‘A better, brighter day’ for Leighton Hay

By Gerald V. Paul

Philip Campbell
Philip Campbell

“Today is a better, brighter day.” With that, lawyer Philip Campbell celebrated the release from prison of Leighton Hay, wrongfully convicted 12 years ago at 19 for a murder the court now acknowledges he did not commit.

“Hay has faced many challenges during his years in penitentiary and more lie ahead. The consequences of his wrongful conviction will linger long after the courts and lawyers close their file,” said Campbell of the Association in Defence of the Wrongly Convicted who acted for Hay in the Court of Appeal and the Supreme Court of Canada.

“His freedom and the righting of a wrong are worth celebrating,”

Colleague and senior counsel James Lockyer told The Camera Hay has been through a nightmare for all these years.

Leighton Hay walks from court a free man after 12 years in jail for a murder he did not commit with his lawyer, James Lockyer of the Association in Defence of the Wrongly Convicted. Toronto Star photo
Leighton Hay walks from court a free man after 12 years in jail for a murder he did not commit with his lawyer, James Lockyer of the Association in Defence of the Wrongly Convicted.
Toronto Star photo

“His walk into freedom today will be momentous for him and the Association of the Defence of the Wrongly Convicted. Thanks for his family being at court and he will continue to need all their support and AIDWYC’s support in the months to come.

“This is a miscarriage of justice of the highest order.”

Superior Court Justice John McMahon made a touching apology for the wrongful incarceration of Canadian-born Hay who is of Jamaican heritage.

McMahon told court nothing he could say will bring back 12 years. He apologized that it has taken this long for the justice system to get it right. And he hoped Hay will have a long and fulfilling life.

Hay, who has schizophrenia, spent most of his incarceration in the psychiatric wings of two institutions.

His father Lascelles said his son was happy to worship and praise God in Church. “He always loved church and it is a good sign that he has decided to go back.”

His father thanked the “excellent work” of the association’s lawyers, Lockyer and Win Wahrer.

Lockyer noted, “On the night of Saturday, July 6, 2002, Collin Moore and his brother, Roger Moore, were hosting an event at a nightclub in Etobicoke. At 1:13 a.m. two men armed with handguns stormed into the nightclub. They shot Collin who died of his injuries; Roger was grazed on the forehead by one of the shots.”

At the Guyanese fundraising event, Hay’s original trial was told the killers had been ejected from the nightclub in a dispute over a cover charge 15 minutes earlier.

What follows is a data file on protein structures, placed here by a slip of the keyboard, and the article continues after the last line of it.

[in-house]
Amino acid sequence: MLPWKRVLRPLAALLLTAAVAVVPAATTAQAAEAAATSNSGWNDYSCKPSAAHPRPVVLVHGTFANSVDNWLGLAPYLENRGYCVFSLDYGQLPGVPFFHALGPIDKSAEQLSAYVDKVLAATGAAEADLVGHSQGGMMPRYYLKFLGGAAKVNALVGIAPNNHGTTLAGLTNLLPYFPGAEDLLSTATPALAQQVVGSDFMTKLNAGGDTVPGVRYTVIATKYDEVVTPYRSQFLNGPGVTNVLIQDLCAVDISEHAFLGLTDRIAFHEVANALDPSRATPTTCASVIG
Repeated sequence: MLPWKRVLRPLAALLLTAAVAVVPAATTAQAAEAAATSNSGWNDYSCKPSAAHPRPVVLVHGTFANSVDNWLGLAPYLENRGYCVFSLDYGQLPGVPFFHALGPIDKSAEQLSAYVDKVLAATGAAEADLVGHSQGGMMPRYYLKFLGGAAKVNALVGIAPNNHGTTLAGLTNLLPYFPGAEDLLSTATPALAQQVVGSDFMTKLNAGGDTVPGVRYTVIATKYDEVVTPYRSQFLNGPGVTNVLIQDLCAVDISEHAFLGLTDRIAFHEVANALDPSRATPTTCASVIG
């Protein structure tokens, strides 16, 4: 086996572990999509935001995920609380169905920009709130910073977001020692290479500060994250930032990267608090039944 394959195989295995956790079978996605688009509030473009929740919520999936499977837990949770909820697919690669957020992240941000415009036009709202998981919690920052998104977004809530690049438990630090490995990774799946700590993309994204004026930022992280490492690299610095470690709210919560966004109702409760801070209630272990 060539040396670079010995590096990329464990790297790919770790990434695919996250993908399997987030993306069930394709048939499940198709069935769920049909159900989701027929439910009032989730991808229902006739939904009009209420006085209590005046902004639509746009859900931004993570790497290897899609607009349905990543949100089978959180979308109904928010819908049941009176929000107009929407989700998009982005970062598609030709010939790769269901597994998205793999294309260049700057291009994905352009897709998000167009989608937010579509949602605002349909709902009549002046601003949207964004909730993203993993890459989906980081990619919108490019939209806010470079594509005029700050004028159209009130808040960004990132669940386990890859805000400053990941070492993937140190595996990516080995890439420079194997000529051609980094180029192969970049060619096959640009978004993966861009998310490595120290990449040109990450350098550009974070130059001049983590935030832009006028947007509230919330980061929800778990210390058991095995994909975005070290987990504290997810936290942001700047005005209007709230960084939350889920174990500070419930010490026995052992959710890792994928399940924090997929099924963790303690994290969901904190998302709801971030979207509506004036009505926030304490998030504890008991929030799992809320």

It was revealed one of the gunmen, Gary Eunick, was recognized by some of those at the party. As Eunick fled, a witness got the licence plate of his car. He had borrowed Hay’s mother’s car.

Police quickly traced the car and by 1:46 a.m. were at the Hay home where the mother’s car was already in the driveway.

After watching the house all night, the police entered the Hay home at 11:58 a.m. and arrested Eunick who was inside for first degree murder. Hay was also there and was arrested.

The Crown’s case against Hay depended on witnesses from the nightclub who described the second gunman as having “two-inch picky dreads”. One witness was shown a photo line-up which included Hay and pointed to his photograph saying that he looked more like the gunman than the other 11 photos and that “on a percentage scale I would probably say 80%.”

She was shown a second line-up three weeks later and did not select Hay’s photo. At court at the preliminary hearing, she identified Eunick as the second gunman.

“The problem for the police was that Hay had extremely short hair when arrested, hair that could not be remotely described as “two-inch picky dreads,” Lockyer noted.

This meant there has to be a theory that Hay, after shooting, had immediately returned to his home and had a haircut in the period between the crime and his arrest. If the Crown could not prove a haircut had taken place, the description of the gunman provided by the eyewitness proved Hay’s innocence.

Further, if the Crown could prove a haircut, then it would not only explain the eyewitness’s description but prove that Hay tried to disguise his appearance after the shooting.

Police scoured the Hay home for evidence of a haircut. They found some very short hairs in a newspaper in a garbage bin, and on an electric razor in his bedroom. At his trial in 2004, the Crown told the jury that this must be the residue left behind by Leighton after he had cut his dreadlocks and flushed the longer hairs down the toilet.

The jury convicted Hay of first degree murder. They also convicted Eunick.

On May 12, 2009, Hay’s appeal was dismissed by the Ontario Court of Appeal. The Court laid particular emphasis on the supposed haircut which “tipped the scales” in support of the jury’s verdict. Eunick’s appeal was also dismissed.

After he lost his appeal, the association became involved for Hay.

Eventually, scientists found that the hairs were from a facial shave “to a reasonable degree of scientific certainty” and were not from a haircut. So the prosecution theory that Hay had shaved his head to disguise his appearance evaporated.

He could not have been the gunman with the two-inch picky dreds described by the Crown witness and his conviction has now been overturned.

Gerald V. Paul
Gerald V. Paul